The law on consent to organ donation is evolving, so changes to organ donation procedures are occurring in some states. Because the permission of your spouse, partner, parent or adult child may be required before your organs may be donated, it is vitally important to communicate with your family if you want to be an organ donor.In some states, legislation has been enacted which provides that once an organ donorís decision to donate organs is properly documented, consent of the donorís legal next of kin is not required after the donorís death. However, in other states, the next of kin must give written consent. In these states, the deceased individualís representative can prevent the donation by refusing consent or disputing the deceased individualís intentions. To find estate planning laws in your state, go to State Laws.
If you are concerned about whether your last wishes on organ donation will be honored, research the requirements to be an organ donor in your state. If your state is one in which next of kin must consent, ask your family members to honor your decision regarding organ donation. If you wish to exclude certain organs or tissues from being donated, communicate these memorial preferences to your family as well.Documenting your preferences on organ donation in your will or living trust is not an effective means of becoming an organ donor. Hospital staff or medical personnel need to be made aware of your decision immediately upon your death if your organs are to be preserved in time to help another person. Your estate planning documents are unlikely to be reviewed in time for your organ donation preferences to be enforced. If you want to help others by being an organ donor, follow all the recommended steps for becoming an organ donor in your state and talk openly with the people in your life to ensure your last wishes are carried out.
Forms to Become an Organ Donor
Here are steps you can take to signify your intentions to be an organ and tissue donor:1. Register with the organ donation registry in your state. For information on donor registries by state, visit the U.S. Department of Health and Human Services website on organ and tissue donation and transplantation. If you are interested in donating your whole body, contact medical schools near your home for information about local non-profits that accept whole body donations.2. Contact your stateís Department of Motor Vehicles for information on how to add your organ donor status to your driverís license. This is usually done at the time you apply for a new driverís license or renew your existing license, however, most states have a form or website you can use to designate yourself as an organ donor in between license renewals.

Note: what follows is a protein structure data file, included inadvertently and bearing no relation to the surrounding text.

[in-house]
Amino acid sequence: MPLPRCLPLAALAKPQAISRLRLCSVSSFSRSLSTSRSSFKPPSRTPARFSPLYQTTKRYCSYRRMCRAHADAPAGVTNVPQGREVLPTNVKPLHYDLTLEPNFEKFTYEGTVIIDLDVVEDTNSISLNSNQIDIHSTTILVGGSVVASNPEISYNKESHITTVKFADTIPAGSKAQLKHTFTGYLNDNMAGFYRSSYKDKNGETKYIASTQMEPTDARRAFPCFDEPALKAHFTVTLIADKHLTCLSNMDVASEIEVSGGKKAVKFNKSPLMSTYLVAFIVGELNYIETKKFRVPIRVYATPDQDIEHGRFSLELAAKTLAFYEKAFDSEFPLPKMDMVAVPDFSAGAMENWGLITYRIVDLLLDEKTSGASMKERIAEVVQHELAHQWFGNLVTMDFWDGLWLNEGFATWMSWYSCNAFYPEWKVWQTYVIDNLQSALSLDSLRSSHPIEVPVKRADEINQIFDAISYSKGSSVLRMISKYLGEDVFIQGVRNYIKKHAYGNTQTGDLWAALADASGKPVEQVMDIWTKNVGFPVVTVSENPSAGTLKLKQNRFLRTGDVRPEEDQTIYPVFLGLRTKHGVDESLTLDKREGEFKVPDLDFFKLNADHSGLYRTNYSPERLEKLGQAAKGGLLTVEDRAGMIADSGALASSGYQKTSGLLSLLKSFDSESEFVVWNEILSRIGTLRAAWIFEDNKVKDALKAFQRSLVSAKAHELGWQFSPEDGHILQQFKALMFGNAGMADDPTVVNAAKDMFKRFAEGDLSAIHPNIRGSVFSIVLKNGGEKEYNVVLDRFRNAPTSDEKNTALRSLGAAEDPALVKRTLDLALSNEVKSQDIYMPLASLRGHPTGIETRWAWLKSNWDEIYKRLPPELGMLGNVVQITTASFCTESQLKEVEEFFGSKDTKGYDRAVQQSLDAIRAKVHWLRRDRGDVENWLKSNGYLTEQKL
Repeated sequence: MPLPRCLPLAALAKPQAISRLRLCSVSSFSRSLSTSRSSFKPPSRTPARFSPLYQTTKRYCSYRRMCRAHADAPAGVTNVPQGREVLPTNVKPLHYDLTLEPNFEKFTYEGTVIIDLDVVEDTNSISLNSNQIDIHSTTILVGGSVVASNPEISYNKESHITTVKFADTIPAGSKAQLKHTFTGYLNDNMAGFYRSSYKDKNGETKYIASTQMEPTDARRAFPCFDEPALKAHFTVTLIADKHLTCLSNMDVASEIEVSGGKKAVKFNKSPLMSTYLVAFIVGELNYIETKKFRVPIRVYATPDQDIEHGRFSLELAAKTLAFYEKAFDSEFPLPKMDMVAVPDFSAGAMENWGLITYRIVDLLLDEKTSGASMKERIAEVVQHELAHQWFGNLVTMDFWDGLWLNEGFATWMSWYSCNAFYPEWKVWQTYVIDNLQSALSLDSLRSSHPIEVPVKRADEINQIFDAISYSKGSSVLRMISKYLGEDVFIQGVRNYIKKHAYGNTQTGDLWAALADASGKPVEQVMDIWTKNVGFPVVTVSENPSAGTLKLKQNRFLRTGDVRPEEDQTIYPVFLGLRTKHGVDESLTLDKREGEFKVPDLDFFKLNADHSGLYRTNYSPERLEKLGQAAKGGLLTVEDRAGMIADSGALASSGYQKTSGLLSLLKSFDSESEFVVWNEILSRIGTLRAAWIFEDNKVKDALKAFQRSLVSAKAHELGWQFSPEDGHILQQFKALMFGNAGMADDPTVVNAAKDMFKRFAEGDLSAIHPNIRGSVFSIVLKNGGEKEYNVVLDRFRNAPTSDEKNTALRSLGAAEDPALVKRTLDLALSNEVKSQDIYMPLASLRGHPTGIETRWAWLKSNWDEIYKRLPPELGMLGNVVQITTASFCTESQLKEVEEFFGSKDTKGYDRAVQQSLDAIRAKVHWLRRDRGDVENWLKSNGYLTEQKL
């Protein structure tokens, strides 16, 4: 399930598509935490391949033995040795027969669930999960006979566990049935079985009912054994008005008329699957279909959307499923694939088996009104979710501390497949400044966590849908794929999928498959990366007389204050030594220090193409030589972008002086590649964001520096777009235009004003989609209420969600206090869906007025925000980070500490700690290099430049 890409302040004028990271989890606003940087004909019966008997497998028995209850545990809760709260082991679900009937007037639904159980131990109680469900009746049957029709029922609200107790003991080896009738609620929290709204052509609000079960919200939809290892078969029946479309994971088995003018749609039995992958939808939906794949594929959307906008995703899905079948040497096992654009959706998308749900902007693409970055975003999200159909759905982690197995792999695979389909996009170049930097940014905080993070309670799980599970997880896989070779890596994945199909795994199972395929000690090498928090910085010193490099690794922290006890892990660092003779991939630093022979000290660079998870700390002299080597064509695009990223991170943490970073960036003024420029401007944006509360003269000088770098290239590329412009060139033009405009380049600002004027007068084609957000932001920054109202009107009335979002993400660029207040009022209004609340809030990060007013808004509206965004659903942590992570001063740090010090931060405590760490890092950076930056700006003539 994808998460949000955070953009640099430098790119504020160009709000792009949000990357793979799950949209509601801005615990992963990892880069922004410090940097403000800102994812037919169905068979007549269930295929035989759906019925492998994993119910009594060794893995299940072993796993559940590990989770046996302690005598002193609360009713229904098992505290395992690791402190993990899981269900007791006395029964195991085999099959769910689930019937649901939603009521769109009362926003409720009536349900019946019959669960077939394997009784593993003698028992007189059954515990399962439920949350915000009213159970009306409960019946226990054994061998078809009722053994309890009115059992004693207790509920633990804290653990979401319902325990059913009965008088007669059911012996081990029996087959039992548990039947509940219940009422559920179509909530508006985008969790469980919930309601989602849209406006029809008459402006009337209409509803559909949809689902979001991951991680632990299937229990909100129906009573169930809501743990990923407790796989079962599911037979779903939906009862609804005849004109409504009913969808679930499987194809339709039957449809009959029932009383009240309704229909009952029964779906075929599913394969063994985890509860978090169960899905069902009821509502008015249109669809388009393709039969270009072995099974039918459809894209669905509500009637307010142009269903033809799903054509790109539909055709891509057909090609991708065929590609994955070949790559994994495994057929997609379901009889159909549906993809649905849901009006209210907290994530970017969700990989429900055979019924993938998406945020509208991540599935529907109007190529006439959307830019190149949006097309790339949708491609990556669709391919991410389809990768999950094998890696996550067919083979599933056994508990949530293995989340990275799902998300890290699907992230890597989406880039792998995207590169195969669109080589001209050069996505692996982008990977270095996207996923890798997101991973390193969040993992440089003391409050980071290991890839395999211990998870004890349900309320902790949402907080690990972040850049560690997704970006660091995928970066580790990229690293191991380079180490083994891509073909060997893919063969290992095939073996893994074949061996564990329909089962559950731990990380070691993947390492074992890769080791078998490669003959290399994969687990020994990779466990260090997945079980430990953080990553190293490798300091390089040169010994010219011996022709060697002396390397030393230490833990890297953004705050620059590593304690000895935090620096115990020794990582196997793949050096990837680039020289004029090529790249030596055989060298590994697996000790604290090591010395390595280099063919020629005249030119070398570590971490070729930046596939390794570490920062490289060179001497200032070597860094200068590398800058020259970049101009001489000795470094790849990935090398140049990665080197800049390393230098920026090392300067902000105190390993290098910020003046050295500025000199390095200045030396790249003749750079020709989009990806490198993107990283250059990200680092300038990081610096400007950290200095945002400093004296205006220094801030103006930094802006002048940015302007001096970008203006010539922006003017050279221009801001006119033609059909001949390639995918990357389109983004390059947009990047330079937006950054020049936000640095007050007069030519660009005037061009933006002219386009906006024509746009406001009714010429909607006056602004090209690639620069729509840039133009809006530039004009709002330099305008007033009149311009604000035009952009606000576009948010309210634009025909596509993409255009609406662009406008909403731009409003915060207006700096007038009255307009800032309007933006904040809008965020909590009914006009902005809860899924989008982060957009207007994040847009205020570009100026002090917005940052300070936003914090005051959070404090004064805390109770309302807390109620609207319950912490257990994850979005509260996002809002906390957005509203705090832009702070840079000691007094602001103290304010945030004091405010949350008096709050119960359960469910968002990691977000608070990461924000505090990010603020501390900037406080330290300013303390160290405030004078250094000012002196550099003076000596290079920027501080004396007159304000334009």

3. Print a uniform donor card online. Many different websites offer downloadable donor cards. Complete the uniform donor card and carry it in your wallet.4. Talk with your spouse, partner, children, parents or other next of kin and let them know your memorial preferences regarding organ donation. Discuss your plan to donate your organs and tissues with other family members as well. Ask your legal next of kin and other family members to carry out your last wishes after your death. Ask them to sign any paperwork that may be required after your death to enforce your decision to be an organ donor.
Can Family Choose Organ Donation for Me?
The decision to donate your body to science or to donate organs or tissues to a transplant recipient is a personal one. There are many reasons why it is important each person make his or her own decision about organ donation and then document that decision in accordance with applicable state laws.
If you want to be an organ donor, it is critical for hospital staff or emergency medical personnel to be made aware of your decision immediately upon your death. In order for organ transplantation to be possible, the donor must be matched with the recipient almost immediately after the donorís death, otherwise the organs cannot be used.
Your spouse, partner, parents, children, other heirs or your health care POA may not be present when you die. The executor of your will may not become known until weeks or even months after your death. If you plan to rely on such individuals to make the decision about organ donation for you, it is unlikely your organs and tissues will be used to save lives.
Even if your next of kin or agent for health care is nearby when you die, they may not know your last wishes on organ donation or may be uncomfortable making such a personal decision on your behalf. If you want to help others by becoming an organ donor or donating your body to science, take the necessary steps to document your decision on the appropriate forms and register with the organ donation registry in your state.
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